Schreyer returned more permanently to Los Angeles at a moment when the contemporary art scene here, perpetually growing, reached critical mass. Over 50 galleries opened between 2013 and 2016, including places of international repute like Spruth Magers and Hauser & Wirth; new museums opened, too (The Broad, The Main, the ICA). The city’s longtime status as New York’s stepsibling started seeming obsolete. “The New Yorkers were always very snobbish in ways that are breaking down,” says Schreyer, who has collected West Coast artists widely since beginning and rarely has time to visit New York. She also sees hope for L.A.’s traditionally weak collecting culture, often blamed for the inability of galleries to thrive here. This recent growth in galleries in the city means more options for young collectors starting out, she thinks. “People say, How do I get good at this? And I say, Just keep going, keep looking,” she says. “It’s so open-ended and wonderful, and that’s the best thing about collecting. Their collection doesn’t have to be of the caliber of mine or the people who throw a lot of money at it.”
Schreyer’s collection has the canonical diversity of a smartly taught post-World War II art survey class, more impressive given that she acquired certain artworks before they became celebrated and thus prohibitively expensive. “I collect these artists who are changing the course of history,” she says, walking past Ruth Asawa’s S. 437 (1956), seven lobes of woven wire suspended from the ceiling. Schreyer bought it at auction from a dancer who had been Asawa’s classmate. Nearby hangs experimental minimalist Robert Morris’s Untitled (1967), made of heavy-looking looping strips of gray felt, which Schreyer explains was inspired by Morris’s then-wife, artist and dancer Simone Forti. Lee Bontecou’s brown, gray and black wall sculpture, made of canvas, velvet and steel, hangs above the fireplace. It also seems in motion, stitched-together triangles angling toward one of the dark orifices Bontecou included in many 1960s works. “It’s really about storytelling,” says Schreyer of her pairings, though her stories tend to be intuitive. “You collect art unconsciously or psychoanalytically.”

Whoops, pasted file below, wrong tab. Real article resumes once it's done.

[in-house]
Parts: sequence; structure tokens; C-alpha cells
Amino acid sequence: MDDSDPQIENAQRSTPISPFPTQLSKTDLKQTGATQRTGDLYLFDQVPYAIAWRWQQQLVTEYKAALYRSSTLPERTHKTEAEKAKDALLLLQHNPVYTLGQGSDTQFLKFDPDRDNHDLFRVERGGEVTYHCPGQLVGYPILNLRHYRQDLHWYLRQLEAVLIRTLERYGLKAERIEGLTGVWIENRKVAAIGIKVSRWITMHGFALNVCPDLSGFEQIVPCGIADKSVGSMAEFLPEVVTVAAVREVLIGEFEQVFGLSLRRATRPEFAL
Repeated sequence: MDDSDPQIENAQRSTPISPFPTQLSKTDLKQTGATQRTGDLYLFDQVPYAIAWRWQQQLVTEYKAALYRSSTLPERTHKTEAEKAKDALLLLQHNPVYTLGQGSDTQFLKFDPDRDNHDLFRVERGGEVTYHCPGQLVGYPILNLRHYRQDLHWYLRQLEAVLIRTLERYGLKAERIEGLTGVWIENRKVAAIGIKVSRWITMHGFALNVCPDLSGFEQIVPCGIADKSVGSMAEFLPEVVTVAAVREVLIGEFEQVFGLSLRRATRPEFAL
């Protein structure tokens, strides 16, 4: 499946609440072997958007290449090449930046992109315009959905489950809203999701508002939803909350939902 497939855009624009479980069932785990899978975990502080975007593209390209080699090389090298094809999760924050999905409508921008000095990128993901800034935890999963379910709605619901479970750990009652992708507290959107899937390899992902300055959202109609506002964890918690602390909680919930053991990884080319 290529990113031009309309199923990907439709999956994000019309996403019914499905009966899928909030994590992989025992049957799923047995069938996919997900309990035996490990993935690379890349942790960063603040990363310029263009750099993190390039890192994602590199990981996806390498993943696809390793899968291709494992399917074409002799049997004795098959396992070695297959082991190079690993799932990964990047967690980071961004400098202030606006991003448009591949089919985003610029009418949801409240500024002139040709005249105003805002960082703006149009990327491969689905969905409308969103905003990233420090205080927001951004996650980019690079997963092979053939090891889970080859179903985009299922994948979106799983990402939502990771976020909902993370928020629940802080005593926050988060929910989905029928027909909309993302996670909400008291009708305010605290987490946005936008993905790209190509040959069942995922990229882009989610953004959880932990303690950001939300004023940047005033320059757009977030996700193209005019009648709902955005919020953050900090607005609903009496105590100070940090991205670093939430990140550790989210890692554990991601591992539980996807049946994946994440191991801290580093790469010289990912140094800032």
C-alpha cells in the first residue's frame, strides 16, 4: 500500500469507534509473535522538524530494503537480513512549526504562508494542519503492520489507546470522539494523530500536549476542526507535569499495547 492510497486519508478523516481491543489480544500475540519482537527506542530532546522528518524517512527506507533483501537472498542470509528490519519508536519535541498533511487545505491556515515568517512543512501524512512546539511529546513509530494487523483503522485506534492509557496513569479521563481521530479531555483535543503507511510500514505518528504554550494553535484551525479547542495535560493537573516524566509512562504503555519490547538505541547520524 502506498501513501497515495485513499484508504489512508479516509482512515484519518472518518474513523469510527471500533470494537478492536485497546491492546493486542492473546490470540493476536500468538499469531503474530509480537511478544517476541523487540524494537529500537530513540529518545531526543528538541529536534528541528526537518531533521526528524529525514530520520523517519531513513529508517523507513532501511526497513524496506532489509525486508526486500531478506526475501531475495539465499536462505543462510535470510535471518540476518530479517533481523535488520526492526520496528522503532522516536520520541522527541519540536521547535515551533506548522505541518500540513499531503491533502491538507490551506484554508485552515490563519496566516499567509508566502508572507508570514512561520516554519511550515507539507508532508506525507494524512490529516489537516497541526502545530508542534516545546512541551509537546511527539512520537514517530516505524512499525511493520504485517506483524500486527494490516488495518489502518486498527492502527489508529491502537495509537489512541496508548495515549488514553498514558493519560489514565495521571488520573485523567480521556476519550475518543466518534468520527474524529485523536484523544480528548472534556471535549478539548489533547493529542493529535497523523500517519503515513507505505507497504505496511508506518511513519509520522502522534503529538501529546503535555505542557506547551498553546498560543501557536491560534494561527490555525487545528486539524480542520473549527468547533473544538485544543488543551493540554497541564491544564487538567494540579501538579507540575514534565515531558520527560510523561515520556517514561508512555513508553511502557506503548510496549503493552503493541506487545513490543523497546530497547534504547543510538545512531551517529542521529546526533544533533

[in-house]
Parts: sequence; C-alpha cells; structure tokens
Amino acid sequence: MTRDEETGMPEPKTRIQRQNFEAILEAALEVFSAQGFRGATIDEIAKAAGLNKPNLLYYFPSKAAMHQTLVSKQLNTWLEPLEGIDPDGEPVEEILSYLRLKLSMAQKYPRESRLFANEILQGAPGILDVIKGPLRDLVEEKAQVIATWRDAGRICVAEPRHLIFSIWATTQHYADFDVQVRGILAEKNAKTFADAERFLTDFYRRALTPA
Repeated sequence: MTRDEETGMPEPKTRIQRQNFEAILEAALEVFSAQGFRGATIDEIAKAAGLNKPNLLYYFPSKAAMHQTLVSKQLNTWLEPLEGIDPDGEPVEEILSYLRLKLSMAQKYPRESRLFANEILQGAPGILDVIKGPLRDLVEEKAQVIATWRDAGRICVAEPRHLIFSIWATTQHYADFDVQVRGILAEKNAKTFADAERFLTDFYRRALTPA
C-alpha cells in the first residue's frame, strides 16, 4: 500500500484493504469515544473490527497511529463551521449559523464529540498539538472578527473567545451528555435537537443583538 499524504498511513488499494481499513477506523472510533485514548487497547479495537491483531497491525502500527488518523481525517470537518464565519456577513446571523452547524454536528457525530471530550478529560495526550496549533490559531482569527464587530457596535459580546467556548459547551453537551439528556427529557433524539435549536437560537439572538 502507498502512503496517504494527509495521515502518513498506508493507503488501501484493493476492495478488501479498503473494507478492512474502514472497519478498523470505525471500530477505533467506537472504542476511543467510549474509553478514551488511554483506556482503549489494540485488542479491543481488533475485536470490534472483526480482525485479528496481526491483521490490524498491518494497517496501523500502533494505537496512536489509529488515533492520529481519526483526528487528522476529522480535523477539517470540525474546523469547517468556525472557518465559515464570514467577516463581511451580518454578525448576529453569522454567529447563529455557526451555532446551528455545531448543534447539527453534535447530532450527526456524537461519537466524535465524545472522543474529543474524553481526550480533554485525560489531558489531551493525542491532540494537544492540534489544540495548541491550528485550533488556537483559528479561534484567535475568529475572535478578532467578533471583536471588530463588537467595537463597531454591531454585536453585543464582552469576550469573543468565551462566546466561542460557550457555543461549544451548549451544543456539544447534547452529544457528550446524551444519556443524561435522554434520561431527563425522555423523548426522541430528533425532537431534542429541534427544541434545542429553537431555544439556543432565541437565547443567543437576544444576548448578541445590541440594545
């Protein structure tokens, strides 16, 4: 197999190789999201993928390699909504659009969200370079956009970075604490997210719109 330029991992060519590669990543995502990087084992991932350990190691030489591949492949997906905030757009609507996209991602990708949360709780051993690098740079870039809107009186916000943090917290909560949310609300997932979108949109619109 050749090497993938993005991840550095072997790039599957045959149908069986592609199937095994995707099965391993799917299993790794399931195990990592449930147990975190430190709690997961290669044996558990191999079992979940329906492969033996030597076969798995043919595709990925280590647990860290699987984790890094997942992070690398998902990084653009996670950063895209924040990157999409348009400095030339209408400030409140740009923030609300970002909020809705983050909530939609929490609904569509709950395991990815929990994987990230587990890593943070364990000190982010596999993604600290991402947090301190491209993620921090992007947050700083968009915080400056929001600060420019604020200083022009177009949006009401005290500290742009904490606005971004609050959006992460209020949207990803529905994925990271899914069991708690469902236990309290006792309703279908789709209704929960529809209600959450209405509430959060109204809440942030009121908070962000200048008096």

Upstairs she has a glass-doored “disaster room”—her Tiburon house has a “disaster shed”—to commemorate life’s transience. “They say it takes seven generations to clear trauma from your mind,” she explains. “So when you’re a child of Holocaust survivors, you haven’t actually lived that, thank god, but you’ve lived it in many ways. I just have this idea that life can change on a dime. So I’m drawn to things that speak to that.” Against one wall is a raw plywood cutout by Cady Nolan of the silhouette of Patty Hearst toting a machine gun. Robert Beck’s ….dazed by its darkest day (2001), a clinical portrait of middle-school shooter Andrew Golden, fills the adjacent wall.